How a Smart New Mom and Triathlete Survived a Brutal Abduction, Torture by TALKING the Kidnapper into Letting Her Go
by Daisy Luther
A 27-year-old professional triathlete was hit by a van, kidnapped, and tortured last week until she managed to de-escalate a rapidly devolving violent situation and persuade her abductor to let her go.
Nathalie Birli is a professional triathlete in Kumberg, Austria and the mother of a 14-week-old baby boy. She told her story to an Austrian publication, Krone. (The following excerpts have been translated.)
How the abduction occurred
Last Tuesday, Birli was training on her bike when she was struck by a red delivery van. She immediately knew her left forearm was broken on impact. The driver got out, struck her in the head with a stick, duct-taped her hands together, and threw her in the back of the van, where she lost consciousness.
It must have been around 17 clock, on a gravel road in the district Hofstätten. Suddenly a red box van hit me. I fell, my left forearm was broken. A man got out, hit me with a wooden stick on the head, tied me up with electrical tape and threw me in the back seat. Then I must have been unconscious for a while.
When she awakened she was naked and tied to a chair in a strange house. Her abductor was there, wielding a knife and forced her to drink alcohol. Initially, he told her that he was going to release her the next day, but things quickly escalated.
When I came to, I was naked and tied to a chair in an old house. “Do what I want – tomorrow is free again,” said the perpetrator. I felt that I am in a remote house and I am sure nobody will find me there.
He was full of hate. He blindfolded me, forced me to drink wine and schnapps. And he always had a knife in his hand. Suddenly he closed my mouth and nose and wanted to suffocate me. He let go of me, but then …
Then he forced me to get into a bathtub of cold water and wanted to drown me…
Imagine the terror Birli must have felt. But she kept her composure despite the fact she believed she was being marched to her death.
How Birli talked her way to freedom
It was on the way to the bathroom that Birli noticed the vast amount of orchids in the abductor’s home. When she complimented the beautiful flowers and he was receptive, she was able to steer the conversation. Despite her fear, she de-escalated a heated situation and made it friendly and personal.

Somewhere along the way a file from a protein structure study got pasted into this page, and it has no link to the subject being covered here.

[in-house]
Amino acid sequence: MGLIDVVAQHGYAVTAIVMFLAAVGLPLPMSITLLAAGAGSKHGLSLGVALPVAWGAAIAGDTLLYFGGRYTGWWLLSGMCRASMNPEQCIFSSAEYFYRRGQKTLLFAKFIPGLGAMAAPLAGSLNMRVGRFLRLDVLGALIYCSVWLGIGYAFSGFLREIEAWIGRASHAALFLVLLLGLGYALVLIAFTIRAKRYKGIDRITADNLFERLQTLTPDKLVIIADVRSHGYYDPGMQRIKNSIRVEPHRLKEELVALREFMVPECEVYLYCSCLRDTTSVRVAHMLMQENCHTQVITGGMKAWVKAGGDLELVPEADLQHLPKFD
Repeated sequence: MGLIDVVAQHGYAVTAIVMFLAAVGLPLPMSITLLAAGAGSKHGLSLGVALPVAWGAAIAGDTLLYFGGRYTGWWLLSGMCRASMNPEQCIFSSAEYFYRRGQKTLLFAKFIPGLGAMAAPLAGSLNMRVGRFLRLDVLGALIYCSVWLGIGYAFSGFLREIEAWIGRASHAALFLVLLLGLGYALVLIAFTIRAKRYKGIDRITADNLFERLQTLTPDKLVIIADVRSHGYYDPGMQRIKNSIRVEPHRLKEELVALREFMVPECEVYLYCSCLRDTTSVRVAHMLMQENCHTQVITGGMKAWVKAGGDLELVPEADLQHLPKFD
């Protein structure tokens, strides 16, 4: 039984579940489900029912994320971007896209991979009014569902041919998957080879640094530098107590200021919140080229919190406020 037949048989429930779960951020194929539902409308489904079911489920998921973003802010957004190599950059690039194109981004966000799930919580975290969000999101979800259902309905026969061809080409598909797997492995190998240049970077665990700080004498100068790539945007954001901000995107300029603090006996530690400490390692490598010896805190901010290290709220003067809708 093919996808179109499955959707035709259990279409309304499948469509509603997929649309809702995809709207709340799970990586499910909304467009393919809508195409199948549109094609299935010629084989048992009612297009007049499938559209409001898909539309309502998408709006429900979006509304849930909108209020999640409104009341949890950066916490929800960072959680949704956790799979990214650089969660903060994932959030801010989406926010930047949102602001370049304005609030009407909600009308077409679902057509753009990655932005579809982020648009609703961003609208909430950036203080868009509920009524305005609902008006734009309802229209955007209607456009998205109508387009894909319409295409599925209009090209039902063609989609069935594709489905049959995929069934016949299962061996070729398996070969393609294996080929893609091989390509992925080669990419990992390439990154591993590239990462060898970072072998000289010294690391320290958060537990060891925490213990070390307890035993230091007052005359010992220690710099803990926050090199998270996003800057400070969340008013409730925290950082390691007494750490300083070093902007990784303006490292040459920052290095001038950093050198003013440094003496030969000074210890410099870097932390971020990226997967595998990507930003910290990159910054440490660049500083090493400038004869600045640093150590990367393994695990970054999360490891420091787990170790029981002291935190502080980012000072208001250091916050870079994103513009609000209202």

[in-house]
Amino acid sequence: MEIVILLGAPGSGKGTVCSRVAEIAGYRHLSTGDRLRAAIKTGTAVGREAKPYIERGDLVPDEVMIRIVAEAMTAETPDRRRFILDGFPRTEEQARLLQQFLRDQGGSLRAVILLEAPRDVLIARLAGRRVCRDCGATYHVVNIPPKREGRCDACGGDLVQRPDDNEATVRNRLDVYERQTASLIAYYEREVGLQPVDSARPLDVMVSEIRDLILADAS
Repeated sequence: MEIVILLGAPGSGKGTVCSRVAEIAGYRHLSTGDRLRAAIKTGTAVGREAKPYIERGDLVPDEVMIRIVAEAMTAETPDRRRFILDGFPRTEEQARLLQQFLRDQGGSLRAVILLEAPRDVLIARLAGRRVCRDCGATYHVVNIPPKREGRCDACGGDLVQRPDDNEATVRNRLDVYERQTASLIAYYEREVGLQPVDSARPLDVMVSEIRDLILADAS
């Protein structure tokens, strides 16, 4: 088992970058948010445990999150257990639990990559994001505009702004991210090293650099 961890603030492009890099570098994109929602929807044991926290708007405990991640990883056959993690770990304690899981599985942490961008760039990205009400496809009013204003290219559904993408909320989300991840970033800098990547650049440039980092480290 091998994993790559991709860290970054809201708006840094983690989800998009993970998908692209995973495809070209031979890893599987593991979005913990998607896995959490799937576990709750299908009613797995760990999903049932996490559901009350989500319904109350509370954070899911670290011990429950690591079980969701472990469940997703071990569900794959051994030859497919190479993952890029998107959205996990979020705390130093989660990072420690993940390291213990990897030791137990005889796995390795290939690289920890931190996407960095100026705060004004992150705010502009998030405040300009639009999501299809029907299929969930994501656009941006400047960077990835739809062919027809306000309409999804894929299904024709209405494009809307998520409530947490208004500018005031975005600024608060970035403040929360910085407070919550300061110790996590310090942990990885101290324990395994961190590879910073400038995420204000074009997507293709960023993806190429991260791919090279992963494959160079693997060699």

…My breakthrough came when I saw the many orchids in the house. I admired her, and suddenly the culprit was nice to me. He was a gardener, he said, and suddenly told me about his botched life: that his father had died, that his mother had succumbed to alcohol and that his girlfriend had cheated on him with another.
I made a suggestion to the man. “Let’s just say it was an accident,” I offered, “and you let me go now.” He started trading, freeing me from the shackles. I was allowed to get dressed, then the culprit has brought me to the front door. I went straight into the house, locked the door and called my partner.
The kidnapper was arrested.
With Birli’s description, the suspected kidnapper is now in custody.
Police managed to track down a suspect and the man, 33, was arrested early on Wednesday by Austria’s Cobra special forces.(source)
Birli is relatively unharmed.
Birli has a broken arm and a head injury but is otherwise unharmed. She released a statement from the hospital.
A thousand thanks to everyone who was looking for me yesterday 🤗 you couldn’t have found me. I was hit, beaten together, caught up and brought to a small house off the road – like in a bad movie.
Thank God I was able to free myself and I am well except for a broken arm and a head injury. (source)
If she hadn’t kept her composure, she’d probably be dead.
The ability to keep your composure in a stressful situation can also help your captor remain calmer and at least slightly lessen the risk of immediate harm. Being able to make a connection can deter violence because once you’ve made that connection, you’re “friends.” You’re a real human being in the eyes of the criminal.
This is exactly the kind of thing we’ll be learning in the women’s self-defense course in northern Virginia on Sept. 21 – using your brain to avoid the fight and de-escalate the threat.
Although Nathalie Birli was a strong, fit, professional athlete, she did not try in her injured state to fight off her kidnapper. If she had, she’d probably be dead right now. Instead, she used her wits and her ability to remain calm under pressure. That’s something any of us can do, regardless of our abilities and physical fitness levels.
About the Author
Daisy Luther is a coffee-swigging, gun-toting blogger who writes about current events, preparedness, frugality, voluntaryism, and the pursuit of liberty on her website, The Organic Prepper. She is widely republished across alternative media and she curates all the most important news links on her aggregate site, PreppersDailyNews.com. Daisy is the best-selling author of 4 books and lives in the mountains of Virginia with her two daughters and an ever-growing menagerie. You can find her on Facebook, Pinterest, and Twitter.